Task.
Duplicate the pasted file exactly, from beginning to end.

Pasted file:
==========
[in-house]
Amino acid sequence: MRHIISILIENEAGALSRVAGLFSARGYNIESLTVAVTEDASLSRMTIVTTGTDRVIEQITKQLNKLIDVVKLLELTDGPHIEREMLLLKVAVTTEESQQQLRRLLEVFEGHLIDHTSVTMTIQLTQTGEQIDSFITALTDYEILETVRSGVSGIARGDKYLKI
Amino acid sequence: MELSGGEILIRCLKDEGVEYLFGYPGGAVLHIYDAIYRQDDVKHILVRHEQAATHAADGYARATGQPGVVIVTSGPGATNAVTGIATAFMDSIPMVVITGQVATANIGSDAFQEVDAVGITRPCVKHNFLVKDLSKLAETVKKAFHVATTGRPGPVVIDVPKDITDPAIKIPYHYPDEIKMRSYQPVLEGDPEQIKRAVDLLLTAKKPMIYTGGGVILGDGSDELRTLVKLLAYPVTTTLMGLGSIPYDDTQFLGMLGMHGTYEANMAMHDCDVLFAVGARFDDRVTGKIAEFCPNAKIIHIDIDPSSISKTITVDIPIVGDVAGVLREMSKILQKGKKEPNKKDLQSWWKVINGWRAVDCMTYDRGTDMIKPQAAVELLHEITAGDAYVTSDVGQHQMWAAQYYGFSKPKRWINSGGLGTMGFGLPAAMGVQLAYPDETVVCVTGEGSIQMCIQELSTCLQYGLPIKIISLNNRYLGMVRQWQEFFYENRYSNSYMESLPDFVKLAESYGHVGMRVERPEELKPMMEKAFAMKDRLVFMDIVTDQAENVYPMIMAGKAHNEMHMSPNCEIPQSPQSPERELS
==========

[in-house]
Amino acid sequence: MRHIISILIENEAGALSRVAGLFSARGYNIESLTVAVTEDASLSRMTIVTTGTDRVIEQITKQLNKLIDVVKLLELTDGPHIEREMLLLKVAVTTEESQQQLRRLLEVFEGHLIDHTSVTMTIQLTQTGEQIDSFITALTDYEILETVRSGVSGIARGDKYLKI
Amino acid sequence: MELSGGEILIRCLKDEGVEYLFGYPGGAVLHIYDAIYRQDDVKHILVRHEQAATHAADGYARATGQPGVVIVTSGPGATNAVTGIATAFMDSIPMVVITGQVATANIGSDAFQEVDAVGITRPCVKHNFLVKDLSKLAETVKKAFHVATTGRPGPVVIDVPKDITDPAIKIPYHYPDEIKMRSYQPVLEGDPEQIKRAVDLLLTAKKPMIYTGGGVILGDGSDELRTLVKLLAYPVTTTLMGLGSIPYDDTQFLGMLGMHGTYEANMAMHDCDVLFAVGARFDDRVTGKIAEFCPNAKIIHIDIDPSSISKTITVDIPIVGDVAGVLREMSKILQKGKKEPNKKDLQSWWKVINGWRAVDCMTYDRGTDMIKPQAAVELLHEITAGDAYVTSDVGQHQMWAAQYYGFSKPKRWINSGGLGTMGFGLPAAMGVQLAYPDETVVCVTGEGSIQMCIQELSTCLQYGLPIKIISLNNRYLGMVRQWQEFFYENRYSNSYMESLPDFVKLAESYGHVGMRVERPEELKPMMEKAFAMKDRLVFMDIVTDQAENVYPMIMAGKAHNEMHMSPNCEIPQSPQSPERELS